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Kris
May 13th, 2003, 08:16 AM
May 13, 2003

New York Pays for the Steak, Boston the Cigar

By JANNY SCOTT

New York area residents spend more on meat and poultry than those in other large metropolitan areas in the United States, a new federal survey reports.

San Franciscans spend more on alcohol and books.

Bostonians spend more on tobacco products and smoking supplies, Washingtonians more on entertainment, Chicagoans more on utilities and fuel.

Those are among the many intriguing findings of a two-year national survey of consumer spending released yesterday by the Bureau of Labor Statistics a survey that alternately confirms and confounds well-worn stereotypes about the proclivities and priorities of residents of six of the country's largest metropolitan areas. Los Angeles was the sixth area featured in the report.

Those in the New York area ranked second only to San Franciscans in many categories: household income, average annual household expenditures, spending on housing and spending on food (except for spending on meat, poultry, fish, eggs and dairy products, where the New York region ranked No. 1).

But New Yorkers spent less on household furnishings than the residents of any of five other metropolitan areas studied except for Boston. They spent less on entertainment than people in Chicago, San Francisco and Washington, and less on reading than Washingtonians and San Franciscans.

New Yorkers spent more than anyone else on clothes. And only Boston-area residents spent less than New Yorkers on buying cars.

The study was based on interviews with a rotating sample of 7,500 households in 2000 and 2001, and on diaries kept by an additional 7,500 people for two consecutive one-week periods. The interviews covered large purchases, like appliances and cars, and regular payments, such as rent. The diaries tracked small, frequently purchased items like food and household supplies.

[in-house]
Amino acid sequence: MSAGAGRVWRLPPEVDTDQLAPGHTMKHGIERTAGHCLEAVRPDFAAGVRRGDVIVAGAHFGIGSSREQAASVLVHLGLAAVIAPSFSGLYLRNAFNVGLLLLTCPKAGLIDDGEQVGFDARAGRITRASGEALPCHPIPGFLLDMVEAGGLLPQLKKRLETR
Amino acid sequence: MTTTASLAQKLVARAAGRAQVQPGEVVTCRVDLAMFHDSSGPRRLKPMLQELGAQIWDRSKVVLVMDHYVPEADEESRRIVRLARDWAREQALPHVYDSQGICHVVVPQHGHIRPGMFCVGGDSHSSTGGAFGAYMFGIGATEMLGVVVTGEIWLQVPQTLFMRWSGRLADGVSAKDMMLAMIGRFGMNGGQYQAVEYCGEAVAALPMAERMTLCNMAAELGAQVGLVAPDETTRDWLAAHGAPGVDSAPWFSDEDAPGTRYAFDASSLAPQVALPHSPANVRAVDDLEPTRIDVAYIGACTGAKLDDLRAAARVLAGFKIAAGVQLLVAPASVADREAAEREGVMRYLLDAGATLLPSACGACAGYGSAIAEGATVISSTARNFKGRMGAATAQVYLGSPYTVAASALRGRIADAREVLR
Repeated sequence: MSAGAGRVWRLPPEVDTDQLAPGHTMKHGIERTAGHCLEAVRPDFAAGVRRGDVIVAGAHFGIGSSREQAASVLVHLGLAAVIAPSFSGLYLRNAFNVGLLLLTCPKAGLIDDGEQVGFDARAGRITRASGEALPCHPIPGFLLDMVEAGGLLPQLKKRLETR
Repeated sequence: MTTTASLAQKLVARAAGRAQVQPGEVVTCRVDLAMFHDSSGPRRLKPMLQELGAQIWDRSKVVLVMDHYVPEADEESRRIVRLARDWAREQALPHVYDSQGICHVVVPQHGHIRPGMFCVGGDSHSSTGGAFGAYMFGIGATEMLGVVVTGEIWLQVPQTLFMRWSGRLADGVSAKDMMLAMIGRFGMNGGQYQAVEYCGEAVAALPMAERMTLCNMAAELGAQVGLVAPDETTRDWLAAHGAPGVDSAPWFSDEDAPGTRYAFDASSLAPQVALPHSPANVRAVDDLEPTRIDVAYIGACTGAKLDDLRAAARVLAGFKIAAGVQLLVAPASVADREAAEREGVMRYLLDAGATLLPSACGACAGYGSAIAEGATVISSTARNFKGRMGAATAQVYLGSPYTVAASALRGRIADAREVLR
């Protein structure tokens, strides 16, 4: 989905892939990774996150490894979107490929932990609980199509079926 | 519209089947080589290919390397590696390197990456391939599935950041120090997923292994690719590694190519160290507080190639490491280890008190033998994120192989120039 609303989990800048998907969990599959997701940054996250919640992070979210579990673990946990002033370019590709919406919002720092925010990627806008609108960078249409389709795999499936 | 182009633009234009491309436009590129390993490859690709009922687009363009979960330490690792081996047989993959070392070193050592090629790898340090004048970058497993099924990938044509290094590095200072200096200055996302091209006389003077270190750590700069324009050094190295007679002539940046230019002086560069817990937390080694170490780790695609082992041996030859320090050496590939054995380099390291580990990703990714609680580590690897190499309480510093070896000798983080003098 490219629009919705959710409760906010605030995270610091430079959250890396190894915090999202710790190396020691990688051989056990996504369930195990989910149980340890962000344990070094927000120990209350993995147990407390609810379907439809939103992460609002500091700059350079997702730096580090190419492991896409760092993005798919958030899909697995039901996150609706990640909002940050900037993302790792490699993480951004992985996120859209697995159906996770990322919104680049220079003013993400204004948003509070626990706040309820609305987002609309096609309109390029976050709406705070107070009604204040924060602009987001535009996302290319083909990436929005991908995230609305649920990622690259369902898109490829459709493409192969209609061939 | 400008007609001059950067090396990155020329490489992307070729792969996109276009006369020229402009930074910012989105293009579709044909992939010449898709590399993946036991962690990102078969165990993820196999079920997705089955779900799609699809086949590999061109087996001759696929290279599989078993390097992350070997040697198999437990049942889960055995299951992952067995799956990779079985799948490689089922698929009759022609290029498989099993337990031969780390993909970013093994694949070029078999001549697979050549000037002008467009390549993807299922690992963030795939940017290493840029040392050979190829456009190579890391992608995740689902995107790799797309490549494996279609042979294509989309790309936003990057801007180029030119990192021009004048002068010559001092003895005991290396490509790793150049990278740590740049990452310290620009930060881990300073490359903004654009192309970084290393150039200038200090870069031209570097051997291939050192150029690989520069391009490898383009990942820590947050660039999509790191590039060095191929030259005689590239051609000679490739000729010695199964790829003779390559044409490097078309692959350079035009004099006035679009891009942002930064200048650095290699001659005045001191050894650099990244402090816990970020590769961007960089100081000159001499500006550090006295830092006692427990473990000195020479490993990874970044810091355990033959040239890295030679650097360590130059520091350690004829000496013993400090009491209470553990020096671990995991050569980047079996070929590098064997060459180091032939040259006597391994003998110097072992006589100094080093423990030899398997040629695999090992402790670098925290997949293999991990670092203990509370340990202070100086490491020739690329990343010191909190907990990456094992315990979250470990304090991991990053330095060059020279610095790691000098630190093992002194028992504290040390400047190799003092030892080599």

"These numbers are the best out there," said Michael L. Dolfman, New York regional commissioner for the bureau, a division of the Department of Labor. "We put our imprimatur on them. "Any time you sample, there's always sampling error. But in terms of the expenditure categories, we believe they accurately reflect the expenditure characteristics of American households."

The survey found that households in the New York metropolitan area spent on average $48,237 a year in 2000 and 2001, a period that Mr. Dolfman said included the beginnings of the current economic downturn and recession.

That figure was 9.6 percent higher than the average for New Yorkers in 1998 and 1999 and 24.3 percent higher than the national average for 2000 and 2001.

Housing was the largest part of the New Yorkers' spending, eating up 37.1 percent of their budget, compared to 32.6 percent nationally.

But New Yorkers spent only 15.1 percent of their budget on transportation less than the national average. Their out-of-pocket health care spending was almost equal to the national average, but represented a smaller percentage of New Yorkers' budgets.

"One would have expected the percentage of expenditures for health care to be larger in New York than in the country as a whole," Mr. Dolfman said, pointing to the concentration of academic medical centers and top specialists. "To me, it may be indicative that there is a large percentage of people in New York who don't have health insurance. They're not seeking health care."

San Francisco, with average annual household expenditures of $56,112, ranked No. 1 among the six metropolitan areas in spending for fruits and vegetables, vehicle purchases and education. Chicagoans spent the most on housekeeping supplies. Washingtonians led the list in spending for health care and personal care products and services, followed closely by Angelenos.

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Copyright 2003 The New York Times Company